That was my week in movies. If you want to share what you watched last week feel free to do so. If you have seen the films I mentioned: What did you think of them? Would you agree or disagree with me? Either way: See you next week!
With This is the End coming out in theaters, many might think actors playing themselves is somewhat revolutionary or “genius”. While I can’t think of an entire film based on that premise alone, there certainly have been a lot of actors playing themselves in movies over the years. And I’m not talking about like Woody Allen playing a version of himself in every one of his starring roles or instructing his actors to play a surrogate of his persona: I mean actors playing themselves, like literally.
1. Cecil B. DeMille in Sunset Blvd. (1950)
Not an actor, but a director; still what a memorable cameo in what’s quite possibly the greatest Hollywood film of all time. A great scene in a classic film about film and the film industry. Definitely one of my all time favorites, highly recommended for Billy Wilder’s fantastic script and direction.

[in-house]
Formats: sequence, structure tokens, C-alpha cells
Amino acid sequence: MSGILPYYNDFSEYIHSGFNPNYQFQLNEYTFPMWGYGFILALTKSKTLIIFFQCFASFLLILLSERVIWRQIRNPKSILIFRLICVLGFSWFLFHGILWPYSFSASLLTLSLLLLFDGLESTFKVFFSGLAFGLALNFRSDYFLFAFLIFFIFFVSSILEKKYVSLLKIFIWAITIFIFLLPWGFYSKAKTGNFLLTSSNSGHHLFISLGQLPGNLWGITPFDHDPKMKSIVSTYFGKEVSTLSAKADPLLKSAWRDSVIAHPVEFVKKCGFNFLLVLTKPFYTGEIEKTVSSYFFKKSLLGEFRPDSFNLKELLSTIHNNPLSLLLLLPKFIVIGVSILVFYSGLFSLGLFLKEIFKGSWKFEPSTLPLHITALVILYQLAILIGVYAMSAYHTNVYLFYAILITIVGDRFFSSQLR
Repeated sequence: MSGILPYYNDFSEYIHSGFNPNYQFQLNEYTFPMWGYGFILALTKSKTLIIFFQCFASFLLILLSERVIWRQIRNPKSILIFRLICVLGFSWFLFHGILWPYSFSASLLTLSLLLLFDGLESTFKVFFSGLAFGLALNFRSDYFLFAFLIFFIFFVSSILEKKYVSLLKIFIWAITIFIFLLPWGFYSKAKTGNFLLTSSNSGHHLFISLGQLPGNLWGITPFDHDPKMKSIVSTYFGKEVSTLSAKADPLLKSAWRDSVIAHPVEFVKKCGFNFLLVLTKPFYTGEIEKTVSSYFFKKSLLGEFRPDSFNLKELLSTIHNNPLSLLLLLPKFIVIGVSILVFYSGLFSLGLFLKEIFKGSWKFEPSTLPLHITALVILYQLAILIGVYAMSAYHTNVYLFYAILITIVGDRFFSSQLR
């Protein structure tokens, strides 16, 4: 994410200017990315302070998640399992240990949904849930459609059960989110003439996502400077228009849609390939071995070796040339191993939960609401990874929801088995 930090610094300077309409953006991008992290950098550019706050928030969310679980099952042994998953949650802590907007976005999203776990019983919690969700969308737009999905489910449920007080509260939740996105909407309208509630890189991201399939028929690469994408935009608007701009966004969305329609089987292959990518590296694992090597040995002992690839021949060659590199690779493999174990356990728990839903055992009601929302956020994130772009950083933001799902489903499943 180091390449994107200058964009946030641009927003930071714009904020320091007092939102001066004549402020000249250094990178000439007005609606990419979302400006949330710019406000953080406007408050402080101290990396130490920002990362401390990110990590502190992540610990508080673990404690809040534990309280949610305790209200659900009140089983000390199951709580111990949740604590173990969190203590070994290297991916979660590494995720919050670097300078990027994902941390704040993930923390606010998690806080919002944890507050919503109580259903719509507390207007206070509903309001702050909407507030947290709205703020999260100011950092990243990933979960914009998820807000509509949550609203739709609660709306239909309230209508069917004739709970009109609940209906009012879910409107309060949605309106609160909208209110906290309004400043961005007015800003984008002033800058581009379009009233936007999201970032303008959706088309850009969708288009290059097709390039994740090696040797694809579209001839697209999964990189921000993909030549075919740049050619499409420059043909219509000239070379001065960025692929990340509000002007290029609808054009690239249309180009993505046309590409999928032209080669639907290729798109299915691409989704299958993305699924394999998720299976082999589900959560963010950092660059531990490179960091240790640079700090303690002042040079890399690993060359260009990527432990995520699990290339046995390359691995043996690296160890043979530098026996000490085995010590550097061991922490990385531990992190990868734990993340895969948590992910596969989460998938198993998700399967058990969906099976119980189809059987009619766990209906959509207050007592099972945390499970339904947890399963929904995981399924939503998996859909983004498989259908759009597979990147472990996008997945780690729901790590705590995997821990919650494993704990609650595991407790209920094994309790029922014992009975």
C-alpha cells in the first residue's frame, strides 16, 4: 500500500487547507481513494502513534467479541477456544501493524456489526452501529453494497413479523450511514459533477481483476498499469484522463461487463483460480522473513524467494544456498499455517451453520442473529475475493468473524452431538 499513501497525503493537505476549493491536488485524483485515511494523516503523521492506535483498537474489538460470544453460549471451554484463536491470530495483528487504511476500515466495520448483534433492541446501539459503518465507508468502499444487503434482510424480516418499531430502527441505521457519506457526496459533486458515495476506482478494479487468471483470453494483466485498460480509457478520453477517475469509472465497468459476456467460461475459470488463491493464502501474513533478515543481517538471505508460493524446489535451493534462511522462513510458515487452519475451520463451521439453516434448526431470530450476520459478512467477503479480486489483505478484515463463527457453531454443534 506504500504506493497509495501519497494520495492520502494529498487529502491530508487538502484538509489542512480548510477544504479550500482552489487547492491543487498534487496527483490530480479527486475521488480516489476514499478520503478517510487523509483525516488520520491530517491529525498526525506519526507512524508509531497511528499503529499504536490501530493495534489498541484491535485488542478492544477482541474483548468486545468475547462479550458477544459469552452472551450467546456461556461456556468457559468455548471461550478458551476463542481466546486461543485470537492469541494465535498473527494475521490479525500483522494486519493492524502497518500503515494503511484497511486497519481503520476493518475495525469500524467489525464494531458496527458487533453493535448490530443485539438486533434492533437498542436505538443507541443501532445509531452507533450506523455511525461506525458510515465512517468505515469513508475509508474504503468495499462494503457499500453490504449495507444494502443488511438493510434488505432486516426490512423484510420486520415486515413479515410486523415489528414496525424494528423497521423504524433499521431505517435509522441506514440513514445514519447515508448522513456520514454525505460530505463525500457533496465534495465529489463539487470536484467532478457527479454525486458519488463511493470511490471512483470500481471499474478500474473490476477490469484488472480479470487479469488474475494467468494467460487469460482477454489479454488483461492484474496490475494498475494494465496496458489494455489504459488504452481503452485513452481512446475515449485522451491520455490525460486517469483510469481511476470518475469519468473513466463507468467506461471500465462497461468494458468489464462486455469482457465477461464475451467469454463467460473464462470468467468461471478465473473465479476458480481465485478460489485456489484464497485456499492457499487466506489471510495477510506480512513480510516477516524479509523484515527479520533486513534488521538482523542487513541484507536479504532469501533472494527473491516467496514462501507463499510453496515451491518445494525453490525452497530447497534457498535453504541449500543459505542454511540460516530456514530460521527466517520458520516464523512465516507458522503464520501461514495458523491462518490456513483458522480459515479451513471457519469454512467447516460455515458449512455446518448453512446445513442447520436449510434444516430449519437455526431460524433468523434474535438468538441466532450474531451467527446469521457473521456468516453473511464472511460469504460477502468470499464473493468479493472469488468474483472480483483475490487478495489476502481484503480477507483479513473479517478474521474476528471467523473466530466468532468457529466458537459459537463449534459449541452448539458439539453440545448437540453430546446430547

2. Marcello Mastroianni et al. in Fellini’s Intervista (1987)
One of Federico Fellini’s most self-indulgent movies no doubt, but it’s still a lot of fun to see him re-team with Marcello Mastroianni, Anita Ekberg and others. To see these aging icons however made a weird impression, but overall Intervista works as a self-referential comedy imbued by the master’s trademark humor.
3. John Malkovich in Being John Malkovich (1999)
Great movie. John Malkovich playing himself is hilarious and creepy at the same time. Or maybe it’s the other character’s obsession with him that give off these weird vibes of creepiness. Regardless, director Spike Jonze and writer Charlie Kaufman knock it out of the park with this one.
4. Alfred Molina et al. in Coffee and Cigarettes (2003)
Most if not all of the eleven shorts in this Jim Jarmusch film feature celebrities playing versions of themselves. My favorite has to be Cousins? with Alfred Molina discovering that he’s related to Steve Coogan, who couldn’t care less. Very funny.
5. Neil Patrick Harris in Harold & Kumar Go to White Castle (2004)
His cameo in the films is a repeated joke in all the Harold & Kumar films. Neil Patrick Harris, as a comedic actor, is highly overrated, but his ‘shtick’ is fairly appropriate in the context of these already ‘schlocky’ films.